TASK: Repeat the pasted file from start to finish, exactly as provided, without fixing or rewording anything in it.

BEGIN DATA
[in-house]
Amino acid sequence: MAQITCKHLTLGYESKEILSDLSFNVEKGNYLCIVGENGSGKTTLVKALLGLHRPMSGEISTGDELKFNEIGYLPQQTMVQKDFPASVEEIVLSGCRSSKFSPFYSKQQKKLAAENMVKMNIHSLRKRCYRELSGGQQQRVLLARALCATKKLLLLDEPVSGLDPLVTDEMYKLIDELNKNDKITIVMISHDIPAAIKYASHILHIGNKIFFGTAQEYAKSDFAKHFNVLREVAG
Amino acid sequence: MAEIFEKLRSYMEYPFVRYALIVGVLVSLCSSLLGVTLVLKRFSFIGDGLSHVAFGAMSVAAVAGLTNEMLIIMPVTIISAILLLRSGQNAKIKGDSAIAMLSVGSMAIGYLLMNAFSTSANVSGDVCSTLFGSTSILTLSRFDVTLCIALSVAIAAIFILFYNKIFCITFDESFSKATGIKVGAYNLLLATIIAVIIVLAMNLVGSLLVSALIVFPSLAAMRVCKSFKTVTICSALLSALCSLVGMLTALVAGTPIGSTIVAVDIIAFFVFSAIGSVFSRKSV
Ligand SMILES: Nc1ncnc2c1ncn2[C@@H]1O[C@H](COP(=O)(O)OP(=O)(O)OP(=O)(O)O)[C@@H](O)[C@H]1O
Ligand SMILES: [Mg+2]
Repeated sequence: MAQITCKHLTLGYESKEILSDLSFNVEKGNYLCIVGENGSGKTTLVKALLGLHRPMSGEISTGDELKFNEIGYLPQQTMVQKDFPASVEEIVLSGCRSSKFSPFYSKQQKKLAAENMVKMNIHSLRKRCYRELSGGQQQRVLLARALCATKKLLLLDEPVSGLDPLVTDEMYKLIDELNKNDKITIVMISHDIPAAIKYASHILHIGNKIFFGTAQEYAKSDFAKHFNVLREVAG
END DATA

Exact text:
[in-house]
Amino acid sequence: MAQITCKHLTLGYESKEILSDLSFNVEKGNYLCIVGENGSGKTTLVKALLGLHRPMSGEISTGDELKFNEIGYLPQQTMVQKDFPASVEEIVLSGCRSSKFSPFYSKQQKKLAAENMVKMNIHSLRKRCYRELSGGQQQRVLLARALCATKKLLLLDEPVSGLDPLVTDEMYKLIDELNKNDKITIVMISHDIPAAIKYASHILHIGNKIFFGTAQEYAKSDFAKHFNVLREVAG
Amino acid sequence: MAEIFEKLRSYMEYPFVRYALIVGVLVSLCSSLLGVTLVLKRFSFIGDGLSHVAFGAMSVAAVAGLTNEMLIIMPVTIISAILLLRSGQNAKIKGDSAIAMLSVGSMAIGYLLMNAFSTSANVSGDVCSTLFGSTSILTLSRFDVTLCIALSVAIAAIFILFYNKIFCITFDESFSKATGIKVGAYNLLLATIIAVIIVLAMNLVGSLLVSALIVFPSLAAMRVCKSFKTVTICSALLSALCSLVGMLTALVAGTPIGSTIVAVDIIAFFVFSAIGSVFSRKSV
Ligand SMILES: Nc1ncnc2c1ncn2[C@@H]1O[C@H](COP(=O)(O)OP(=O)(O)OP(=O)(O)O)[C@@H](O)[C@H]1O
Ligand SMILES: [Mg+2]
Repeated sequence: MAQITCKHLTLGYESKEILSDLSFNVEKGNYLCIVGENGSGKTTLVKALLGLHRPMSGEISTGDELKFNEIGYLPQQTMVQKDFPASVEEIVLSGCRSSKFSPFYSKQQKKLAAENMVKMNIHSLRKRCYRELSGGQQQRVLLARALCATKKLLLLDEPVSGLDPLVTDEMYKLIDELNKNDKITIVMISHDIPAAIKYASHILHIGNKIFFGTAQEYAKSDFAKHFNVLREVAG